Many good questions generate some degree of opinion based on expert experience, but answers to this question will tend to be almost entirely based on opinions, rather than facts, references, or specific expertise. If this question can be reworded to fit the rules in the help center, please edit the question.

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    There are several problems with this post. First, you assume policy documents are the same as peer reviewed scientific documents. They are not. Second, you appear to assume policy documents are peer reviewed. Most are not. Last, your question reads as a rant because the background has nothing to do with your question. If you were to delete your background, your question, might fit into the scope of this site, but it is largely opinion based. – Richard Erickson Aug 21 at 20:59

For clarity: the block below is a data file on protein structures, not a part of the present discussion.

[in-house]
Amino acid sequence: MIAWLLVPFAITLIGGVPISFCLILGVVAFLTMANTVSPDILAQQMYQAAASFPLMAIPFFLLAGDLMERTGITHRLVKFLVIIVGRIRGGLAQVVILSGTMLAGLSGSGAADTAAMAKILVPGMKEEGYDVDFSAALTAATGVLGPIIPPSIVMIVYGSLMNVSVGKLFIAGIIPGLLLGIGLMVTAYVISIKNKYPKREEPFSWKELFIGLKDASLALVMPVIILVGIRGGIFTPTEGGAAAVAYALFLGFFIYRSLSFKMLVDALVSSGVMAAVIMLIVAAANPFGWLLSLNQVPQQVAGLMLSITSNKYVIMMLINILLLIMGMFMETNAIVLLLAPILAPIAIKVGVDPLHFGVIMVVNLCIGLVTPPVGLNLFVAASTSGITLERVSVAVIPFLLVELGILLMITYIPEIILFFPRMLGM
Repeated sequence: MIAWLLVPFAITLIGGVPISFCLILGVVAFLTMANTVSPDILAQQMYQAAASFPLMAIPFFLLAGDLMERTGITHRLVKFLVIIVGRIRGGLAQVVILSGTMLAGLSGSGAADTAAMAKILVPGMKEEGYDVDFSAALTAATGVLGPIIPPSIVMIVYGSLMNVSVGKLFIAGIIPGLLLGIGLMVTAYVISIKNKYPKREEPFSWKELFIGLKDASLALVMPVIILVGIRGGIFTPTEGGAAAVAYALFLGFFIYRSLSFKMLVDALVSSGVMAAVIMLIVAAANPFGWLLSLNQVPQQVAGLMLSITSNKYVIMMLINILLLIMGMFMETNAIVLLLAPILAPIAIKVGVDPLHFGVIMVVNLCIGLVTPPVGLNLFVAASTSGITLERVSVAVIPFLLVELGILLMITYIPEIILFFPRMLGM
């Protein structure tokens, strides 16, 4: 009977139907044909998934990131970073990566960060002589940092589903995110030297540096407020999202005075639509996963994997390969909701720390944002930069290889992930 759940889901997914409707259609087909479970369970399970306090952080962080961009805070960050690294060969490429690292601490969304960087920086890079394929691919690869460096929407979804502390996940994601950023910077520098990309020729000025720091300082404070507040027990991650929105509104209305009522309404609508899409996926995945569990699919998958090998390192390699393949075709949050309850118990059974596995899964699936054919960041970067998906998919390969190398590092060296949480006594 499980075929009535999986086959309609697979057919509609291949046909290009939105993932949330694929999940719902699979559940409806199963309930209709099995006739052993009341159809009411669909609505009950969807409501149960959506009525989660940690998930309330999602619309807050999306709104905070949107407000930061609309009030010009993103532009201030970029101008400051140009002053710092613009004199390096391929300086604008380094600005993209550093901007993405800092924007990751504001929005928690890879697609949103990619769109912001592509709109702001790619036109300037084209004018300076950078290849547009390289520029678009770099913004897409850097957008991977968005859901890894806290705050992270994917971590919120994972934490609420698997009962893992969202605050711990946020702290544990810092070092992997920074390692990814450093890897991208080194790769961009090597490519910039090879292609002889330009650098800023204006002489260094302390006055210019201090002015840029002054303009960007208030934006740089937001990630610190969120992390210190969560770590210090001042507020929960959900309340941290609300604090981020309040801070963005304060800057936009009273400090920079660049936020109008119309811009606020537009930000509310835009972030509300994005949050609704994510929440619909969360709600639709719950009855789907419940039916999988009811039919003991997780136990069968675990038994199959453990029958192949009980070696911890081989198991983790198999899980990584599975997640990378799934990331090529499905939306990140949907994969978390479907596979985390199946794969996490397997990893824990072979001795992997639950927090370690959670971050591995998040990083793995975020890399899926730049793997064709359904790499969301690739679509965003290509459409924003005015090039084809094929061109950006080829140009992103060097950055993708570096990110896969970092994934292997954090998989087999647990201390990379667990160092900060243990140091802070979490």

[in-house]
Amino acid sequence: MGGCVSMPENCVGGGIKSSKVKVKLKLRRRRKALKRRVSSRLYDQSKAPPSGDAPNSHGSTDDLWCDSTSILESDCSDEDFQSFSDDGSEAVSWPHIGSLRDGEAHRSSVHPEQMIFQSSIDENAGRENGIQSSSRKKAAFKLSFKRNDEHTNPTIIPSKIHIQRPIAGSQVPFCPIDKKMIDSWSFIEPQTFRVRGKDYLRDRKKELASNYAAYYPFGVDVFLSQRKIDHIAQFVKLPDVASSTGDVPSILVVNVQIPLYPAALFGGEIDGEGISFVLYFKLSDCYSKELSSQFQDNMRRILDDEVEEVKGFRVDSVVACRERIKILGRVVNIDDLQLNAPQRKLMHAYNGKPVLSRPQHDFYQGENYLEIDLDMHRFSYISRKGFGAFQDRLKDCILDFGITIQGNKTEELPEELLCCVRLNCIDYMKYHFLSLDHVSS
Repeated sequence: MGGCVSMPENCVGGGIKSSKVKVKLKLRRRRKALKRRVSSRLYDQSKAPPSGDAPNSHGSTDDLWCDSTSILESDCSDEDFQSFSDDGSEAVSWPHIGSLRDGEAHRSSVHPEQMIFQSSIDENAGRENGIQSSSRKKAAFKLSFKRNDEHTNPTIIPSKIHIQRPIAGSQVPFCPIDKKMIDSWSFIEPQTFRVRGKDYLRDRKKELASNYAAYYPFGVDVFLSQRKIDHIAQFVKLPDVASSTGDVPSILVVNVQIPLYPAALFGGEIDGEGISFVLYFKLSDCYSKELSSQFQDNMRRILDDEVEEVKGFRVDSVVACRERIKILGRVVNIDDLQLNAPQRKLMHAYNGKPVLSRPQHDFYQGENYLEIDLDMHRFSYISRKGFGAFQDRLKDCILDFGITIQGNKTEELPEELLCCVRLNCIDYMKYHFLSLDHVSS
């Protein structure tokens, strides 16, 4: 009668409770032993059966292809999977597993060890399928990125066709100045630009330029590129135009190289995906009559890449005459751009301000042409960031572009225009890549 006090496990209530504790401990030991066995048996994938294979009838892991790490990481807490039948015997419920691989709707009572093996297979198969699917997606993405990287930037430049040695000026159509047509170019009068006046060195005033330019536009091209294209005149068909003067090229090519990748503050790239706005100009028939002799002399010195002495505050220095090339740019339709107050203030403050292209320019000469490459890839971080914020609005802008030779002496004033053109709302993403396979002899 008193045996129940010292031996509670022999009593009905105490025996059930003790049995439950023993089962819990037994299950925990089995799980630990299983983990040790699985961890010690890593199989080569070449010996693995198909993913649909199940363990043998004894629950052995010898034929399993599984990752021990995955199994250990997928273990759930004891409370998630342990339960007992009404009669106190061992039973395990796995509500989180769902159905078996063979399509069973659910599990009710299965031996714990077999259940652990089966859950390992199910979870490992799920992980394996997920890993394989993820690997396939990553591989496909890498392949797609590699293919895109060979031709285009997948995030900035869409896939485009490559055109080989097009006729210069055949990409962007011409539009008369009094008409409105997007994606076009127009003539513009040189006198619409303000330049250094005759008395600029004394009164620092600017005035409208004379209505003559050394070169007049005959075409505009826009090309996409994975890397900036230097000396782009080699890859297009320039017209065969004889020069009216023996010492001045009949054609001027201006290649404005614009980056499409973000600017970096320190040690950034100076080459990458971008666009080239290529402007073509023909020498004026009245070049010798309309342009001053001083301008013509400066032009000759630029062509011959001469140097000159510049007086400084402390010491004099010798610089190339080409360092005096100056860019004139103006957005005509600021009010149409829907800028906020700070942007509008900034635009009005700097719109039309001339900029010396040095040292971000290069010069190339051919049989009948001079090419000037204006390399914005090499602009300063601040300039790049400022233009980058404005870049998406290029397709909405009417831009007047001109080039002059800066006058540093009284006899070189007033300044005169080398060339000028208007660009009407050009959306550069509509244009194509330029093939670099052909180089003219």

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    Only slightly related as these are Math papers, but still: paperpile.com/blog/shortest-papers – David Aug 22 at 9:05
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    Please do not vote "opinion based" when the answer is obviously "no." If you don't like the question, use the downvote button. – Anonymous Physicist Aug 22 at 9:35
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    If I showed you a book that was 300 pages long and one that was 600 pages long and asked you to say which is better without reading either, would you be confident in your answer? This is basically the same question – llama Aug 22 at 16:46
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    In the case of the IPCC reports, it is not their length that gives them credibility - it is the input of hundreds (thousands?) of respected scientists, the fact that the Summary for Policymakers has been agreed line-by-line by all the countries concerned, and most of all that everything in the report is referenced back to peer-reviewed primary research. – Flyto Aug 22 at 21:58